The week that was
NATIONAL CHAMPIONS Congratulations are in order for Minot State University’s men’s club hockey team, which last week won the American Collegiate Hockey Association’s national championship by beating Lindenwood University 9-5. In addition, MSU player Dan Lamb was named the tournament’s Most Valuable Player. The Minot State club team has improved steadily during its 17 years in the ACHA, culminating in last week’s championship performance. Certainly the team’s victory and solid performances during the past seasons have helped put Minot State University on the map in the college hockey world. Congratulations to coach Wade Regier and everyone involved with the club hockey program.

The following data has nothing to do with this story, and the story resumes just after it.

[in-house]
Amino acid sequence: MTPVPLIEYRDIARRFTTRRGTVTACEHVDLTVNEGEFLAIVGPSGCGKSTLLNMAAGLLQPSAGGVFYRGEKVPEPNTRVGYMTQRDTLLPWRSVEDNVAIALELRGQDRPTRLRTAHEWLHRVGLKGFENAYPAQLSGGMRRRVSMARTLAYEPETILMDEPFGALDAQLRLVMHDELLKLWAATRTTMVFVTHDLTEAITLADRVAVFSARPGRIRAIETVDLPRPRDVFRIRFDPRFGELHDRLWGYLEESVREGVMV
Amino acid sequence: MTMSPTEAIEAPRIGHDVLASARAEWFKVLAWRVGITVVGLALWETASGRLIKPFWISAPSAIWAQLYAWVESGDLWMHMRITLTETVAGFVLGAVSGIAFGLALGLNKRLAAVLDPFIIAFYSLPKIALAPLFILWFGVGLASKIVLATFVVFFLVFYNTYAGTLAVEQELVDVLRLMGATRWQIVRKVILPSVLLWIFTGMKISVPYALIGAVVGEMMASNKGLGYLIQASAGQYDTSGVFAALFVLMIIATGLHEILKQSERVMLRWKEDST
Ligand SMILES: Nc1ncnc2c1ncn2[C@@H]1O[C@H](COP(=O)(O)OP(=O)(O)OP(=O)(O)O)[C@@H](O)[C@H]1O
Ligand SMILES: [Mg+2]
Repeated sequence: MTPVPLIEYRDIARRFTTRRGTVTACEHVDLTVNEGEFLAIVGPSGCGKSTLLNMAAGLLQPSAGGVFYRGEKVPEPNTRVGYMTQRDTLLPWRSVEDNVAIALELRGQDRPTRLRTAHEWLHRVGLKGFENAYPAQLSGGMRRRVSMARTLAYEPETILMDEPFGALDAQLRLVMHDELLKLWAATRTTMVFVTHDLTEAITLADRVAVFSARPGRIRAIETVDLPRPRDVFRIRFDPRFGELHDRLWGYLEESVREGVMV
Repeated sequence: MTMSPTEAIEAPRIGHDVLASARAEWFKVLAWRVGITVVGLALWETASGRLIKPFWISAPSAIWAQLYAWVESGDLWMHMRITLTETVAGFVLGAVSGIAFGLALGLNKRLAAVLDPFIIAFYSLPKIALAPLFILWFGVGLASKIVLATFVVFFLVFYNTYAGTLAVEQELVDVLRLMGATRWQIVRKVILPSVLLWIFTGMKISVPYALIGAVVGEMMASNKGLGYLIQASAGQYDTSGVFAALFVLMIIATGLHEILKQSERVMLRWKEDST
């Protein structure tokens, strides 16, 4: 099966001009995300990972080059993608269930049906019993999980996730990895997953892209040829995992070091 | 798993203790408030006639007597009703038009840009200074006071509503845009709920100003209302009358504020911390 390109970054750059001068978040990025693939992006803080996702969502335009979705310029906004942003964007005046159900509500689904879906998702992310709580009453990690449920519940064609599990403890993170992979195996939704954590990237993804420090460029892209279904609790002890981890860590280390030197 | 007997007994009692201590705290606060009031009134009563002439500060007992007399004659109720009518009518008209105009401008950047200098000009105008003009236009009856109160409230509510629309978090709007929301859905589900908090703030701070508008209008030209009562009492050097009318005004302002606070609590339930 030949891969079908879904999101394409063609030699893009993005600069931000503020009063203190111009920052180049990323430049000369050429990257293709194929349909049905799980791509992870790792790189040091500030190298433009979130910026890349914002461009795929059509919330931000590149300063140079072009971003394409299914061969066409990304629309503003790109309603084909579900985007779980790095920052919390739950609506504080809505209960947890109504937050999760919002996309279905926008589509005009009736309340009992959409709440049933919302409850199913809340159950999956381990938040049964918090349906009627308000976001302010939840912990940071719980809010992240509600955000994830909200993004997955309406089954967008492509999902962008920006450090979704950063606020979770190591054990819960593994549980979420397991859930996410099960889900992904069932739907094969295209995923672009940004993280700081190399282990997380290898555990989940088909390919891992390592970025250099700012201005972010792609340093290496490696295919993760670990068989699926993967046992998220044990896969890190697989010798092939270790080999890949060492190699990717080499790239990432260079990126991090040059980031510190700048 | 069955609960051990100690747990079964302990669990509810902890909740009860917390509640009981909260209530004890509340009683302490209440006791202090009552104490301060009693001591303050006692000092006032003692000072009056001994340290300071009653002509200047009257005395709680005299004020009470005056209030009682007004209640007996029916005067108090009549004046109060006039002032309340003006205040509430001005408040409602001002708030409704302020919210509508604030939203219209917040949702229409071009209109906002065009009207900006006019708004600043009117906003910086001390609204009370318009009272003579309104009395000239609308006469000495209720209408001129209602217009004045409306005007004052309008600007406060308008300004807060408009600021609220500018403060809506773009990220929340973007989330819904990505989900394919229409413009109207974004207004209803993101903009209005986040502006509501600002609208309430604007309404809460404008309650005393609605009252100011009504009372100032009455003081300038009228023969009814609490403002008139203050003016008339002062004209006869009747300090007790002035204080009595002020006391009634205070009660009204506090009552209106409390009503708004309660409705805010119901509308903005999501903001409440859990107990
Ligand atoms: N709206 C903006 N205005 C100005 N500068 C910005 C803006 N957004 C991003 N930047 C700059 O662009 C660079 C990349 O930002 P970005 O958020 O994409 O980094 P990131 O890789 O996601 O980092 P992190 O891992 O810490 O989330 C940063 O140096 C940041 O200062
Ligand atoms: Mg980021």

KNIVES ON A PLANE We’re still scratching our heads a bit over last week’s decision by the Transportation Security Administration to allow airline passengers to carry small knives and sports equipment aboard planes. The new policy, which takes effect April 25, permits folding knives with blades that are 2.36 inches or less in length and are less than 1/2-inch wide. Passengers also will be allowed to include in their carry-on luggage novelty-sized baseball bats less than 24 inches long, toy plastic bats, billiard cues, ski poles, hockey sticks, lacrosse sticks and two golf clubs. Items like box cutters and razor blades are still prohibited. Groups representing flight attendants, pilots and air marshals have expressed concern over the relaxation of the rules, which they say will make flights more dangerous for everyone on board. The TSA said the changes bring U.S. standards in line with international rules, and allow TSA employees to concentrate on more serious safety threats. The items now allowed on planes “aren’t going to contribute to bringing an airplane down,” according to one TSA?official. We disagree. We understand we’re talking about small knives here, but we see no point in going backwards on safety regulations. Could someone attack and kill another passenger or a flight crew member with a folding knife with a blade less than 2.36 inches long? Absolutely. Could such an attack lead to deadlier consequences, including the destruction of an entire plane??It’s possible, and a risk that’s simply unacceptable.